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Outdoor Writer

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About Outdoor Writer

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  • Birthday 11/19/1941

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    Glendale, AZ

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  1. Outdoor Writer

    questionable AZ history

    Maybe just plain Coca Cola?? The POW camp, situated north of McDowell at about 60th St., was later used as a reserve training site. Had rifle range and everything. Used to pass it all the time when I was playing golf at Papago in the 1960s. That early version with Jimmy Stewart was better than the recent one.
  2. Outdoor Writer

    questionable AZ history

    I was also thinking along that line, or maybe Coors or Bud.
  3. Outdoor Writer

    questionable AZ history

    I can do two of them. The crazy boatmen were German POWs. Mantz died during the filming of Flight of the Phoenix.
  4. Outdoor Writer

    Good Guy Buyer List

    please add creekhiker & NewlyMinted to the list.
  5. Outdoor Writer

    Walking in the dark to your stand...

    Sorry. Didn't mean to invoke the gods upon you. 🤣
  6. GAME AND FISH NEWS Oct. 11, 2019 Arizona Game and Fish Department Canyon Coolers offer: 10% discount to you, 10% to help Arizona's wildlife AZGFD continues innovative public-private collaborations to help fund wildlife conservation PHOENIX -- Join Canyon Coolers in supporting the 800-plus species of wildlife that call Arizona home. Now through Nov. 22, click here to automatically apply the discount code “CONSERVE” at CanyonCoolers.com and you’ll get 10 percent off and a FREE copper tumbler (while supplies last). Plus, Canyon Coolers will donate 10 percent of your total purchase price to the Arizona Game and Fish Department to support wildlife conservation. Use this link to automatically apply the discount code to your cart: http://bit.ly/2lMqoSp. AZGFD is proud to announce this unique collaboration with Canyon Coolers, a premium cooler company headquartered in Flagstaff, as part of its ongoing efforts to find innovative ways to fund wildlife conservation. With strong local ties and a deep-rooted interest in the great outdoors, Canyon Coolers is eager to support the department’s mission. This collaboration exemplifies the governor’s emphasis on embracing innovation to promote small businesses while expanding opportunities to fund conservation of the state’s natural resources. The Arizona Game and Fish Department conserves and protects the state’s 800-plus species of wildlife, and this critical wildlife conservation work is done without any general fund tax dollars. Your support makes all the difference in our combined success. For more information, contact the Arizona Game and Fish Department at 602-942-3000. *Offer valid toward online purchases only. Cannot be combined with any other discounts or promotions.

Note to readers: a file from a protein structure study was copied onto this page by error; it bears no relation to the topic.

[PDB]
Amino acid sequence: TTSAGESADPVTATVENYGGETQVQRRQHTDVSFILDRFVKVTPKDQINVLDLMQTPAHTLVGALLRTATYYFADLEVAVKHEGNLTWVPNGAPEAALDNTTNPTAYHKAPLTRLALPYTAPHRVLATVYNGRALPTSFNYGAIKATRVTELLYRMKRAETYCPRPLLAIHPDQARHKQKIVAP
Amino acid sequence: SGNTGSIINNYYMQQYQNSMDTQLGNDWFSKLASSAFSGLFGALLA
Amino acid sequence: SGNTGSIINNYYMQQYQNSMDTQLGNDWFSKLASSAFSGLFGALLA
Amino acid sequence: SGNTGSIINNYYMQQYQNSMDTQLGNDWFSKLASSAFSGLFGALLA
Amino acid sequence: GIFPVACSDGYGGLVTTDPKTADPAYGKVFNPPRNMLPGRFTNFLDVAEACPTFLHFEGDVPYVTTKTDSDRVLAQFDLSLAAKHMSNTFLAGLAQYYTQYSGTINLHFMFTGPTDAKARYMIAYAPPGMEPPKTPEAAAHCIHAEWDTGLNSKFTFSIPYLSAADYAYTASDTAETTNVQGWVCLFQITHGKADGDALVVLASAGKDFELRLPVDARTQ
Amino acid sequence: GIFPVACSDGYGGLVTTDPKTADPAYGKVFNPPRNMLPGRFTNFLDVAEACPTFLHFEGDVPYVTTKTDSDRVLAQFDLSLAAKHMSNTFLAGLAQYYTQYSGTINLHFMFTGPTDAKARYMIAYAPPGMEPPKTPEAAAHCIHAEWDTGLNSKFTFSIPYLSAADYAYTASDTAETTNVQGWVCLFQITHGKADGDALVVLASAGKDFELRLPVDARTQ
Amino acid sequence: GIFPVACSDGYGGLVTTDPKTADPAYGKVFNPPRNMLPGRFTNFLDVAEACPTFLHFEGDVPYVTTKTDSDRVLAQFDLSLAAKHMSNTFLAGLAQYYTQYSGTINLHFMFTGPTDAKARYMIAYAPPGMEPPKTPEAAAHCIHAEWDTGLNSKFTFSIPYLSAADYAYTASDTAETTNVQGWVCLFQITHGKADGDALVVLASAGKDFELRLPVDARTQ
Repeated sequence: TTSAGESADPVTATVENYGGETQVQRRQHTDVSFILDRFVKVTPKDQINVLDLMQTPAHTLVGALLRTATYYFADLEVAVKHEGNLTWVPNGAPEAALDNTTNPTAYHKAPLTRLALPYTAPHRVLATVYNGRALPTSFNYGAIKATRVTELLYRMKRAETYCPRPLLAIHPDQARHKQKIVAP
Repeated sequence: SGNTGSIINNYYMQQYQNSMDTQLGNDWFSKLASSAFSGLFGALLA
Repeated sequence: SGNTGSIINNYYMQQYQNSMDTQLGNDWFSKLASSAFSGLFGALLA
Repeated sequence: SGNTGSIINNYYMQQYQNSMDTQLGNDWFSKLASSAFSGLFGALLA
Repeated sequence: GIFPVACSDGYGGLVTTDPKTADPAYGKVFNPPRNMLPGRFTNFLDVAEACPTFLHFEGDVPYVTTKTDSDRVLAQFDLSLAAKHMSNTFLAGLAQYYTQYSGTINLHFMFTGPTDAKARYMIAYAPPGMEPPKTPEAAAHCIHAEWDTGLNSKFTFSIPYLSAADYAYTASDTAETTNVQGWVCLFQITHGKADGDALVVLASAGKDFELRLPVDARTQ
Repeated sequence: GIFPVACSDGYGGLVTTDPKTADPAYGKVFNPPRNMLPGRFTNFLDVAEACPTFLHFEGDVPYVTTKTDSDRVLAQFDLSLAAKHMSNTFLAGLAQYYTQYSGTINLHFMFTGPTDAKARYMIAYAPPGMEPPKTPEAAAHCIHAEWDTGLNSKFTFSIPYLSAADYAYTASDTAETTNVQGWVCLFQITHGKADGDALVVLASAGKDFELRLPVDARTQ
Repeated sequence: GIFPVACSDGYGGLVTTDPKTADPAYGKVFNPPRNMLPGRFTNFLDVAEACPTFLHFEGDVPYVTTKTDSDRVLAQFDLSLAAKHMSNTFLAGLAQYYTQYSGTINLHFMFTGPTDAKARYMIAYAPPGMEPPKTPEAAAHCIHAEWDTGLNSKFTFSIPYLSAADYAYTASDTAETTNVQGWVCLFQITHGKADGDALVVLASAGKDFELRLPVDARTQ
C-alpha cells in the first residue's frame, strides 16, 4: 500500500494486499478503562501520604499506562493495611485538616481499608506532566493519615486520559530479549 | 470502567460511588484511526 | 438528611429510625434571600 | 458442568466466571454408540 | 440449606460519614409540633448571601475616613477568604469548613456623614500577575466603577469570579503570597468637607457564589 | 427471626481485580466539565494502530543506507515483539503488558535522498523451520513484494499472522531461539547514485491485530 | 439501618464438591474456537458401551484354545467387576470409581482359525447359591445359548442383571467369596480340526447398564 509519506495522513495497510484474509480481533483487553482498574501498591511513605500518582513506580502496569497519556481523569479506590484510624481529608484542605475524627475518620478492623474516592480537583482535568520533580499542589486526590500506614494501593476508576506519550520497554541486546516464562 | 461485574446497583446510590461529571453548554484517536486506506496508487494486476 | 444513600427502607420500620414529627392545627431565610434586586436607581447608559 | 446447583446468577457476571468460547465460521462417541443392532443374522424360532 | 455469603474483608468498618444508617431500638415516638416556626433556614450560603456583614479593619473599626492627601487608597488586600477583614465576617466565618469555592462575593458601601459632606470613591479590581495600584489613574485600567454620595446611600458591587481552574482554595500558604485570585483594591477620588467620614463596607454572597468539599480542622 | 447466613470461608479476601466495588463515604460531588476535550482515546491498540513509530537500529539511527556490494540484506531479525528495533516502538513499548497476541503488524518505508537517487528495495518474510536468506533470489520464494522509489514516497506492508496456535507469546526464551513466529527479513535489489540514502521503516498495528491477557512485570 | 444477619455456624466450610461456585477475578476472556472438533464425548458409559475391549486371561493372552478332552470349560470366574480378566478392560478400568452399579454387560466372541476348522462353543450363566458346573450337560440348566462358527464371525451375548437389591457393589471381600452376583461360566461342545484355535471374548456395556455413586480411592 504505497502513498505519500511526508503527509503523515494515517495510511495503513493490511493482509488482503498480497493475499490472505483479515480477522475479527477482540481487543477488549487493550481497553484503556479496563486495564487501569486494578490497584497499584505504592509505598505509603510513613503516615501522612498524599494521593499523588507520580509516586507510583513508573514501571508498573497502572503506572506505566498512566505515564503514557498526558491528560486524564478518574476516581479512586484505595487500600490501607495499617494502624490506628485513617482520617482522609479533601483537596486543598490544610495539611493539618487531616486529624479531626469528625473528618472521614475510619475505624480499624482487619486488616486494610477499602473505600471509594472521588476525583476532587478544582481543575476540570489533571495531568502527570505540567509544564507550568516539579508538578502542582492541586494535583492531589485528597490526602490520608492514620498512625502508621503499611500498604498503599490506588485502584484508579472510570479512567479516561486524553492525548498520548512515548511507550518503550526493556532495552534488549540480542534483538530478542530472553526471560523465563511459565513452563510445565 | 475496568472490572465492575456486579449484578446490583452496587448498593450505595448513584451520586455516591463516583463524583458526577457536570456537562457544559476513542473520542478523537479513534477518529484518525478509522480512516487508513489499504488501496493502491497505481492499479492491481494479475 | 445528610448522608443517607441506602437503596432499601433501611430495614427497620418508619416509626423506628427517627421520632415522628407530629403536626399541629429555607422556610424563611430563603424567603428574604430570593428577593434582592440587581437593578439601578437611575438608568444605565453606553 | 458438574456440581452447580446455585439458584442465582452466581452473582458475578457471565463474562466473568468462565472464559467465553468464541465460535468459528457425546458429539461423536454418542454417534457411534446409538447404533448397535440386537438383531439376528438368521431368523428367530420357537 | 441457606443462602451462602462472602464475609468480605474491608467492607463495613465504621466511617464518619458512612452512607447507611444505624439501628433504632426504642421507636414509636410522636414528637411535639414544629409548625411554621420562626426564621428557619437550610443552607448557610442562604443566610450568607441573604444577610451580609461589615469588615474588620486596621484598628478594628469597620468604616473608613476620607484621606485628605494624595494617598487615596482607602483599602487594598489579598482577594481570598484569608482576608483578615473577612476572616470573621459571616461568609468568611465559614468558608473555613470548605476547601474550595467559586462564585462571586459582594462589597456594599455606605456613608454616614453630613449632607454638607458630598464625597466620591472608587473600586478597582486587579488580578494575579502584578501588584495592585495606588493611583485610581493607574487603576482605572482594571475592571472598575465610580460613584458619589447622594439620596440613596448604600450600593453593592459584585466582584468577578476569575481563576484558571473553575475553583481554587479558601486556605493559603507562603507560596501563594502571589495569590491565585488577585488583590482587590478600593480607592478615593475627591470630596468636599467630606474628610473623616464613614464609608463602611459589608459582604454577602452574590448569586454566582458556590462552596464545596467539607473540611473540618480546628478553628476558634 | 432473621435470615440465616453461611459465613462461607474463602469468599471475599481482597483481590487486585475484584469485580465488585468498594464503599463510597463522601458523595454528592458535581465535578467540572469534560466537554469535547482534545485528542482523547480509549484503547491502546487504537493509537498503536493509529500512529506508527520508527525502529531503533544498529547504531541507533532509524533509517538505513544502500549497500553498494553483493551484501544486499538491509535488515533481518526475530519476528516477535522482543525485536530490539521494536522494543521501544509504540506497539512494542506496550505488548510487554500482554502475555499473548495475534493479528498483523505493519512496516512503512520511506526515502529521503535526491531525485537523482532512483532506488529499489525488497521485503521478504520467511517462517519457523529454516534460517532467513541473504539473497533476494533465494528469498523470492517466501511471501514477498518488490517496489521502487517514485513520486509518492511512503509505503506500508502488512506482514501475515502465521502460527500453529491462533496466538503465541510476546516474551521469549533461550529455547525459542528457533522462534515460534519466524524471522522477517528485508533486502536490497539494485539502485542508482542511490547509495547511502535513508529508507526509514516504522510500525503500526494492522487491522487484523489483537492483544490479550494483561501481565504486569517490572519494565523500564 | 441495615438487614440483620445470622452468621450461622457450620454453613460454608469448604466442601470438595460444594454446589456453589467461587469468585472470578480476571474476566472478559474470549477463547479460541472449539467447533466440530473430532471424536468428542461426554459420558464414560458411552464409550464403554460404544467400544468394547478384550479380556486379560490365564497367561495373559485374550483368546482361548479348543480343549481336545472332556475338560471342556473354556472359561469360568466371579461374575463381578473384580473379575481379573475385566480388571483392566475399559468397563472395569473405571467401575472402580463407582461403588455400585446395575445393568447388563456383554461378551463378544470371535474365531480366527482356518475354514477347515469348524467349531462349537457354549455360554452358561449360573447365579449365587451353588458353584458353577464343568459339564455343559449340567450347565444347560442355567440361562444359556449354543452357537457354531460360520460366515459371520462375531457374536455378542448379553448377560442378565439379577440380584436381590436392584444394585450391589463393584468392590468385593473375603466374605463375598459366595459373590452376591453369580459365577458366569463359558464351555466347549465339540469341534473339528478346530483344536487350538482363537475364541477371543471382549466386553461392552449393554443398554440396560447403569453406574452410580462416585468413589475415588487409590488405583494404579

7. Outdoor Writer

    AGFD Fishing Report -- Oct. 11, 2019

    FISHING REPORT Oct. 11, 2019 Arizona Game and Fish Department TIP OF THE WEEK October can be the best time of year to fish for striped and white bass. As these fish adapt to cooling weather, they will become aggressive, feeding on anything from crawdads to shad as they fatten for the winter months. Lake Pleasant just northwest of Phoenix is an excellent bet for both species. There's some fantastic fall fishing to enjoy this weekend. The cool-off has been the ticket for good trout fishing in in the high country -- get there before winter conditions prevail. Top picks in the Flagstaff region are Kaibab Lake near Williams, Kinnikinick Lake, Ashurst Lake (pictured above) and Lower Lake Mary. Water temperatures in this North Central region have cooled off into the low-to-mid 60s. See a full regional report. At Silver Creek northeast of Show Low, the catch-and-release season began Oct. 1. Harvest is not permitted during this season that runs through March 31. Only artificial lure or fly with single-point barbless hook may be used. Super-catchable rainbow trout (14-inch average) have been stocked. Silver Creek is a Game and Fish Commission-owned property; entry is only allowed from 30 minutes after sunrise to 30 minutes before sunset, or about 7 a.m.–5 p.m. During catch-and-release season in the fall and winter, both the upper and lower section may be fished. No unauthorized entry is ever allowed in the hatchery grounds. In the desert impoundments, predatory fish have become more active. Crankbaits and buzzbaits and jigs are drawing increasingly more largemouth bass strikes. The full moon this weekend should enhance the bite and make for well-lit night fishing. This is the time of year flathead catfish flatten up for the winter -- in fact, our Catch of the Week pictured below is a flathead from Roosevelt. Mark Knapp from Alamo Lake State Park said crappie fishing is best by the dam at night and bass and catfish action is fair. Fishing at Alamo and Havasu should be good all fall and winter since both can heat up quickly. At any given time from Nov. - Feb., Alamo can have some of the best crappie fishing in the state. Our Fall Fishing Forecast is still the most comprehensive source of fishing report information for major water bodies statewide. Catch of the Week Send your fishing reports and photos to BFishing@azgfd.gov -- one will be selected for Catch of the Week Roosevelt Lake Mark L. caught this 49-pound flathead catfish from the Salt River-end Roosevelt Lake Oct. 1 on a piece of cut bait. See more details. What's been stocked this week ("Catchable" sizes only; water temp in parenthesis if available) Rainbow trout: Tonto Creek (52-53), Lynx Lake (65), Kaibab Lake (62), Mingus Lake (60), Fain Lake (65). See the stocking schedules Thank you, anglers! Arizona fishing opportunities wouldn’t be possible without the Sport Fish Restoration Program. It was created through the Dingell-Johnson Act of 1950 (Federal Aid in Sport Fish Restoration Act) and the Wallop-Breaux amendments of 1984. Through a federal excise tax paid by manufacturers on fishing gear and motorboat fuels, it provides grant funds for fishery conservation, boating access, and aquatic education. Save time, buy online Grab a license online (that helps conserve all species of wildlife, not to mention provides funding that goes back into fishing opportunities) and go "Fish AZ". SEE MORE REPORTS